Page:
This will be the fourth time Djokovic and Federer have met in a grand slam final and the 48th time they have gone head-to-head.

-with AAP

Australian tennis star Nick Kyrgios has not so subtly thrown his support behind Roger Federer ahead of the highly anticipated men’s Wimbledon final and in doing so spectacularly spurned his opponent Novak Djokovic, in trademark fashion.

Kyrgios made no secret of his feelings toward Djokovic when he launched a stunning spray at the Serb earlier this year during an interview with New York Times tennis writer Ben Rothernberg on his No Challenges Remaining podcast.

In that explosive interview Kyrgios claimed that Djokovic "has a sick obsession with wanting to be liked", blasted his "cringeworthy" post-match celebrations and said that the Serb would never surpass Roger Federer as the greatest player in tennis history, despite predicting that he would win more Grand Slams than the Swiss icon (who has 20 majors).

“I just feel like he has a sick obsession with wanting to be liked. He just wants to be like Roger. For me personally - I don’t care right now, I’ve come this far - I feel like he just wants to be liked so much that I just can’t stand him,” Kyrgios said.

"This whole celebration thing [the 'boob-throwing' celebration] that he does after matches, it’s like so cringeworthy. It’s very cringeworthy.

"He’s an unbelievable player, he’s a champion of the sport; one of the greatest we’ll ever see. He probably will, honestly, I reckon he will get the Grand Slam count, I reckon he will overpass Federer.

"We're talking about a guy who pulled out of the Australian Open one year because it was too hot. No matter how many Grand Slams he wins, he will never be the greatest for me.

"Simply because, I've played him twice and like, I'm sorry, but if you can't beat me, you're not the greatest of all time. Because if you like look at my day-to-day routine and how much I train and how much I put in, it's zero compared to him.”

It was an interview that set the Tennis community into meltdown as the often maligned 24-year-old attracted even more scrutiny, not just from the professional sporting community, but the world over.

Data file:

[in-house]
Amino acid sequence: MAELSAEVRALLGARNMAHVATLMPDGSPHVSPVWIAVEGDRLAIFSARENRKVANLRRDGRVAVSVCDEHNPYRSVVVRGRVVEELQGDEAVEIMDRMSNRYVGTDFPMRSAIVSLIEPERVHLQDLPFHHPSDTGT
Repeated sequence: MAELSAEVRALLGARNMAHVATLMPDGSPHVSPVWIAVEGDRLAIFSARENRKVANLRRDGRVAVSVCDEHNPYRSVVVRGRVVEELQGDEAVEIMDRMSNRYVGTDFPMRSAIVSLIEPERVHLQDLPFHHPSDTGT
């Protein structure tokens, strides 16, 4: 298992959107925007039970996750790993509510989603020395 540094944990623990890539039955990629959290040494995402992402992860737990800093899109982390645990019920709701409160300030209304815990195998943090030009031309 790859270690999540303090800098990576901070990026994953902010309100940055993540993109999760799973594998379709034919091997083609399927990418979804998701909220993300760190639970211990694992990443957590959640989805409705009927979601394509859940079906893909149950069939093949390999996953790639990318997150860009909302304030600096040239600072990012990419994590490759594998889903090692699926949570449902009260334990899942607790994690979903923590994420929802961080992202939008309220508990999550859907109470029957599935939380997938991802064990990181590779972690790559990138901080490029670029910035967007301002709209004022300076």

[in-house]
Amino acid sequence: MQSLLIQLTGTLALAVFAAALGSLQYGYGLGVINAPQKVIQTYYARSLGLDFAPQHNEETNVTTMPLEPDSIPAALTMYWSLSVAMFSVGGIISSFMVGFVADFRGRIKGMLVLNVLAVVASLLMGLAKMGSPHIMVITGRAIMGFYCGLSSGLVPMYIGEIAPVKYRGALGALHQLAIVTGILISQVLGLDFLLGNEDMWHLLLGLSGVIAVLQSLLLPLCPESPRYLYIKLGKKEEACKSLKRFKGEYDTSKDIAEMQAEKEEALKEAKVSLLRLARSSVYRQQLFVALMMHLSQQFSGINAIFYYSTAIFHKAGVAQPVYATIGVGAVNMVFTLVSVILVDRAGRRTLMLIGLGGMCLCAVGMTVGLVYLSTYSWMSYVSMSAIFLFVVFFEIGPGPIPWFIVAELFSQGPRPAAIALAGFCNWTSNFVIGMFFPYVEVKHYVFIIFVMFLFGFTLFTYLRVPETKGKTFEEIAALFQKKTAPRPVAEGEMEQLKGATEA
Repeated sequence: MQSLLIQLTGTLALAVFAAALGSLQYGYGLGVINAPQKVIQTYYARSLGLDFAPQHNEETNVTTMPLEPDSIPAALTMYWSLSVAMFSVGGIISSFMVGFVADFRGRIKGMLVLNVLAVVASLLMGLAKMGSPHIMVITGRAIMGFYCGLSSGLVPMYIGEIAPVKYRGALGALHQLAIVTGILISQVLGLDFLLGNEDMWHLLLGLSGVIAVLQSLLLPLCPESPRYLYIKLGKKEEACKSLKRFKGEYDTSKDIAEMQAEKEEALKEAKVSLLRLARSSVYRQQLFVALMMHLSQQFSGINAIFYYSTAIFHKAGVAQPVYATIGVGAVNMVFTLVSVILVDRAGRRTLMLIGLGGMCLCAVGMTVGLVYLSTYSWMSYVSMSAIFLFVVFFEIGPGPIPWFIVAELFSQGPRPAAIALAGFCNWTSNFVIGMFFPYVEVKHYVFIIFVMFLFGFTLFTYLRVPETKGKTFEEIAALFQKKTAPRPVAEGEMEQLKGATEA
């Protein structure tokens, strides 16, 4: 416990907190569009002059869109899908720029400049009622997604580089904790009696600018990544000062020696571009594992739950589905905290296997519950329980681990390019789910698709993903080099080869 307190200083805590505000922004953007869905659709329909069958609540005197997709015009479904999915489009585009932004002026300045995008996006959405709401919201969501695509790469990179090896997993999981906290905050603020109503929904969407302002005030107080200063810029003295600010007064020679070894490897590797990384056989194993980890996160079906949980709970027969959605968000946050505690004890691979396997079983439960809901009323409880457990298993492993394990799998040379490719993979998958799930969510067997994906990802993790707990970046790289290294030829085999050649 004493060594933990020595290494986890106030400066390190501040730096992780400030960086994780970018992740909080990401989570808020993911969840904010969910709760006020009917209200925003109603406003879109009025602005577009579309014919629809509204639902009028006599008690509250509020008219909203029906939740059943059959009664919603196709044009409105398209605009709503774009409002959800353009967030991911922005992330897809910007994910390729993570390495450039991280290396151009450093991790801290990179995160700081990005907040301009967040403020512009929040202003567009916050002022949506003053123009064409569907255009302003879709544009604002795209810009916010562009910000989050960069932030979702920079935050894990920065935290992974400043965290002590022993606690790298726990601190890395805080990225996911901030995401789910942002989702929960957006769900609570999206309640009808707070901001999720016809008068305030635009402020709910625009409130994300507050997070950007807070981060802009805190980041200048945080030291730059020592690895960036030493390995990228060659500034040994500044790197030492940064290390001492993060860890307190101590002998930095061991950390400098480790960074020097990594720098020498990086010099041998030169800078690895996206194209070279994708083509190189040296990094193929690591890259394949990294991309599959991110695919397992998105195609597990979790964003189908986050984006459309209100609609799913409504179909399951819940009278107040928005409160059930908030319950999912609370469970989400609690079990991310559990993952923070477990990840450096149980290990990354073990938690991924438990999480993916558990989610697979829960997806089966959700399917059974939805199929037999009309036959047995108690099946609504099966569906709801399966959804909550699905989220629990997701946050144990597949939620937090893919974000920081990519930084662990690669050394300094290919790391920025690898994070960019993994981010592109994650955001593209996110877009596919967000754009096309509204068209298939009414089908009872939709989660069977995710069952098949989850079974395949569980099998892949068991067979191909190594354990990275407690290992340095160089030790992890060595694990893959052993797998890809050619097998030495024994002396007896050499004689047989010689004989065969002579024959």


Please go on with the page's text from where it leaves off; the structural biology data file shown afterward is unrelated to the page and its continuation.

Just hours later, the Aussie stormed out of his second-round clash at the Italian Open in a spectacular meltdown when he booted a water bottle and then stunned spectators by picking up a fold-up wooden chair and hurling it across the court.

It was a tumultuous time for talent who has only seemed to become more comfortable in his bold and often polarising comments as the season has rolled on, but it seems he’s found time let his sentiments toward Djokovic air once again.

Having arrived back in his residence of the Bahamas after being eliminated from Wimbledon in a classful match second-round against archrival Rafael Nadal, Kyrgios has and no so subtly flown his flag for Federer – of whom he regularly refers to as the “GOAT” – and in doing so taken another dig at Djokovic.

https://twitter.com/NickKyrgios/status/1150210777162190848?ref_src=twsrc%5Etfw

“Federer please win,” he Tweeted just hours ahead of the men’s Wimbledon final. A match that could stand as one of the defining moments of the Swiss Maestro’s illustrious career.

The Tweet garnered a slew of traction with some throwing their support behind the Australian’s uninhibited opinion, some wishing him to see him in his own final one day and some straight at serving his brashness back at him.

Kyrgios was a main attraction at the All England Club this year with media and fans losing their minds over his at times hilarious post-match press conferences and late night escapades to the pub.

Earlier in the week, Djokovic warned Federer that he was coming for his records ahead of their final on Sunday.

Djokovic, the reigning champion and world No.1, has eased through to his sixth SW19 showpiece and victory over eight-time winner Federer would earn him a 16th grand slam title.

That would take him to just four behind the Swiss and, at five years his junior, few would back against him going well past Federer's total.

Another record in his sight is the most weeks at world No.1, another milestone Federer holds with 310.

The Serbian is currently on 260, but if he continues to dominate the men's game he could have surpassed that by this time next year.

And the 32-year-old admits he is "looking to make history".

"I don't see this as my job or as my work," he said.

"I've done enough in my career so I can stop tennis, professional tennis, at any time. But I don't do it for those reasons.

"My first reason is because I really enjoy it. I still do. I have support from my family. Of course, I am looking to take history in this sport.

"Of course, I would love to have a shot at as many grand slam titles as possible. Those are probably the top goals and ambitions.

"Next to that is the historic No.1, which is not so far away."

This will be the fourth time Djokovic and Federer have met in a grand slam final and the 48th time they have gone head-to-head.

-with AAP